One of the ways to show wealth in those ancient times was by the number of wives a man marries. But Àọ̀pẹ́ẹ̀rẹ́ Ìjẹ̀ decided to have just two wives despite having the capacity to marry more. His first wife, Àwẹ̀lé, was a very beautiful dark-skinned woman, who was calm-headed and reputed to have been so endowed with full breasts and heavy backside. Unfortunately, Àwẹ̀lé could not have a child in the marriage and after so many trials and out of love for her husband, she suggested that he should marry another woman who would bear him a child. Some years later, Àọ̀pẹ́ẹ̀rẹ́ Ìjẹ̀ considered Àwẹ̀lé’s suggestion and took another wife. Her name was Òrósun.

Òrósun was the complete opposite of Àwẹ̀lé’s gentility and complexion. She was tall, fair-skinned and extremely beautiful. But she was neither as calm nor levelheaded as Àwẹ̀lé. Yet Àọ̀pẹ́ẹ̀rẹ́ Ìjẹ̀ was able to achieve a very cordial and happy coexistence in his polygamous family.

Unfortunately, both women did not have children of their own for a long time. This snag of barrenness, however, did not deter them from doing the good work of healing. Àọ̀pẹ́ẹ̀rẹ́ Ìjẹ̀ and his wives were known far and wide as great herbalists who with their herbs and concoctions were also assisting barren woman to conceive and bear children.

A scene from the stage play "Ikogosi" by the Ekiti Drama Troupe at the Ikogosi Resort Amphitheatre

The Making of the Springs

For the Love of Family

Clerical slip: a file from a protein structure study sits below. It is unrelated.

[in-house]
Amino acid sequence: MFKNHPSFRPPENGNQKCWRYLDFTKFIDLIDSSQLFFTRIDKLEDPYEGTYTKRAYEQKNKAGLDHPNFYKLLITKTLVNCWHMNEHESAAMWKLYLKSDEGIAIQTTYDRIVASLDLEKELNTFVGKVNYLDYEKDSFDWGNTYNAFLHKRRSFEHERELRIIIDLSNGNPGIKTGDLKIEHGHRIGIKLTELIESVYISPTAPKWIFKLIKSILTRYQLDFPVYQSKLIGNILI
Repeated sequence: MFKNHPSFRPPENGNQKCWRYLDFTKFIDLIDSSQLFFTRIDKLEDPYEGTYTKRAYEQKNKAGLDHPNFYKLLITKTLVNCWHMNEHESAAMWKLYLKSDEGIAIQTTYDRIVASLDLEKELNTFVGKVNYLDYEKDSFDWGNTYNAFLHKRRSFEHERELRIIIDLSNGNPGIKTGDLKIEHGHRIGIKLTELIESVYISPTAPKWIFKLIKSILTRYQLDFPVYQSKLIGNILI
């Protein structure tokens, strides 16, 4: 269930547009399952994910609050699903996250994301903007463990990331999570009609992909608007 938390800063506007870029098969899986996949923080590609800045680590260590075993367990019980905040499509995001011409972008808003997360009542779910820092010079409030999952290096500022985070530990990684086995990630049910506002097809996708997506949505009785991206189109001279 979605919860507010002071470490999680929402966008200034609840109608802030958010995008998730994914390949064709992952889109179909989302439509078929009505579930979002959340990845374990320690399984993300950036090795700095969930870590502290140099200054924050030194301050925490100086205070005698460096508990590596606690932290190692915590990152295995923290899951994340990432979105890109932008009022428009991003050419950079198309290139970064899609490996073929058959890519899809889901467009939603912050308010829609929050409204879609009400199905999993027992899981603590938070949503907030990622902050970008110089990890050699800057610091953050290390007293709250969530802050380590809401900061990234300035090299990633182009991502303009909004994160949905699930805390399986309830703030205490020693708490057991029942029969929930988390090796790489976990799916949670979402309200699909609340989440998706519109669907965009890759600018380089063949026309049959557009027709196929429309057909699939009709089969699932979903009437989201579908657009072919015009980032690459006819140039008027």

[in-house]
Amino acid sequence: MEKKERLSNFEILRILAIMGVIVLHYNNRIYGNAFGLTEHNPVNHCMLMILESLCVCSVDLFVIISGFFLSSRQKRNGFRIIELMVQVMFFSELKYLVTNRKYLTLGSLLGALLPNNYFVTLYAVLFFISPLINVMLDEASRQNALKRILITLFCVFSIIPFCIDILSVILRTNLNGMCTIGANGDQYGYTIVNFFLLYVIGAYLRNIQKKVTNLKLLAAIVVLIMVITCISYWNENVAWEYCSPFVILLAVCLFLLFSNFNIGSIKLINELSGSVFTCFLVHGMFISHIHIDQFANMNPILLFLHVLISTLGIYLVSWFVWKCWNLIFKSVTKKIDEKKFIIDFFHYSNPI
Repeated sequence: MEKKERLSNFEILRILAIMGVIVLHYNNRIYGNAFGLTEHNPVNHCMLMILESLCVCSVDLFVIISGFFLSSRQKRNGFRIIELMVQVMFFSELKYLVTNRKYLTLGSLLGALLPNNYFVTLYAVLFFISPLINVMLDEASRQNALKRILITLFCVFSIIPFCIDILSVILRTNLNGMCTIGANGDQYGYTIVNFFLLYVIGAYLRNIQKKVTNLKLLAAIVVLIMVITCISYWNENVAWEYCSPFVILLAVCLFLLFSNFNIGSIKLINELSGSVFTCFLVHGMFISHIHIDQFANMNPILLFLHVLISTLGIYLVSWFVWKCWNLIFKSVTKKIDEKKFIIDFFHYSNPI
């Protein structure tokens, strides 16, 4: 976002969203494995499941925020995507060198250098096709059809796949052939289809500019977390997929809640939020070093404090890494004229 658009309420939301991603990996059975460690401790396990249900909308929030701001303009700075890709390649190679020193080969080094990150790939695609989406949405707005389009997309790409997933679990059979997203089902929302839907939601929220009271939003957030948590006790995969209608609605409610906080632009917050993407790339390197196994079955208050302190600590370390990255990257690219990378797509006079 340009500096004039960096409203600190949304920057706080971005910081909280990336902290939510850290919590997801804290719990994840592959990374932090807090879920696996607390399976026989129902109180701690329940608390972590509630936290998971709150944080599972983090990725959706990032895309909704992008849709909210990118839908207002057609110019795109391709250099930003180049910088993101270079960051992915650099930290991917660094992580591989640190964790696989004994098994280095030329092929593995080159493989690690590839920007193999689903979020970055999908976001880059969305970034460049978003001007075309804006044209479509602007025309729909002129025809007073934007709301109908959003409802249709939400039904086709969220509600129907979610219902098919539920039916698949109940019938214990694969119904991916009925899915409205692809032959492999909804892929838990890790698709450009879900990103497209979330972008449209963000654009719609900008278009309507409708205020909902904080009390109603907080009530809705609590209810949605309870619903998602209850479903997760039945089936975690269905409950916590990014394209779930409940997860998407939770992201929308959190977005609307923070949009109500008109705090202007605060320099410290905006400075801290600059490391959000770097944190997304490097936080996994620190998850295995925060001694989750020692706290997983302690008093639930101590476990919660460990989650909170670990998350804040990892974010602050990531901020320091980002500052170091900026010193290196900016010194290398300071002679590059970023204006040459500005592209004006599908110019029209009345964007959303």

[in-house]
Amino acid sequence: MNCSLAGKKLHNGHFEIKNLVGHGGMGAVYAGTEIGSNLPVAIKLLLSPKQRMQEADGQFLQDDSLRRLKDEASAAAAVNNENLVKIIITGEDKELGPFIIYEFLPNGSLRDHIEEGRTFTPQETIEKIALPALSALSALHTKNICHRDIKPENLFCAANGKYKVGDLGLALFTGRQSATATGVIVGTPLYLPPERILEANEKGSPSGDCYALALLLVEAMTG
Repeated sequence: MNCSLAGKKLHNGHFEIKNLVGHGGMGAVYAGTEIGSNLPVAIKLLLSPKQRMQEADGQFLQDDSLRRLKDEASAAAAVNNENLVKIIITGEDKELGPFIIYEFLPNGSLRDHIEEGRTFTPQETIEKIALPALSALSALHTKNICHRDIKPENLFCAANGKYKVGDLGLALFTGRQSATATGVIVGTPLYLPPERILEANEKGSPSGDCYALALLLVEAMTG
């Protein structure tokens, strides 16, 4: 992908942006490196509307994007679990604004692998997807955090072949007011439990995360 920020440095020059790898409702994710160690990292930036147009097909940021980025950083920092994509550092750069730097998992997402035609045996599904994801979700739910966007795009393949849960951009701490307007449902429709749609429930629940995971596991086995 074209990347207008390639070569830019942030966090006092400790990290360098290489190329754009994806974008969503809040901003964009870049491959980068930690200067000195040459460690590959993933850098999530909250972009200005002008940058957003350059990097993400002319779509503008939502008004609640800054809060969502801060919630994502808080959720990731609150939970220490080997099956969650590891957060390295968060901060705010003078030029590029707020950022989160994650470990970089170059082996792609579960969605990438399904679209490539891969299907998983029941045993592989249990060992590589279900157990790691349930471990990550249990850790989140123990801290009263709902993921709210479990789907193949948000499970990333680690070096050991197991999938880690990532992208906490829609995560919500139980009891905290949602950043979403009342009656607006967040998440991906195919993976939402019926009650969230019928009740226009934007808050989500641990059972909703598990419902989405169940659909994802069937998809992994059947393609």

As the years rolled by, Àwẹ̀lé and Òrósun got pregnant at the same time. They were blessed with a boy and a girl. Though it was not known which one of them gave birth to the boy or girl, considering the behaviors of the wives, one could assume that Àwẹ̀lé gave birth to the cool-headed boy whose name was Olósún while Òrósun had Òorà, the cantankerous girl.

Like some powerful men of his days, Àọ̀pẹ́ẹ̀rẹ́ Ìjẹ̀ knew when he would soon join his ancestors. He considered immortalizing his name by turning into a rock, mountain, river, or a stream. He eventually decided to turn into a stream that would flow endlessly, retaining freshness and carrying the magical power of healing.

Around this time Òorà was in her husband’s house in Iléṣà having left behind Àọ̀pẹ́ẹ̀rẹ́ Ìjẹ, Àwẹ̀lé, Òrósun and Olósún. When Àọ̀pẹ́ẹ̀rẹ́ Ìjẹ entered the ground, bubbles of an unusually warm water – like he used to conjure – started gushing out of the ground. The two wives and son cried and pleaded with him not to leave them. Out of compassion for them, he turned back into his human form and promised to give them the magical power they could use to turn to water if they wished. He gave them a condition, however, that the powerful charm must also be sent to Òorà in Iléṣà.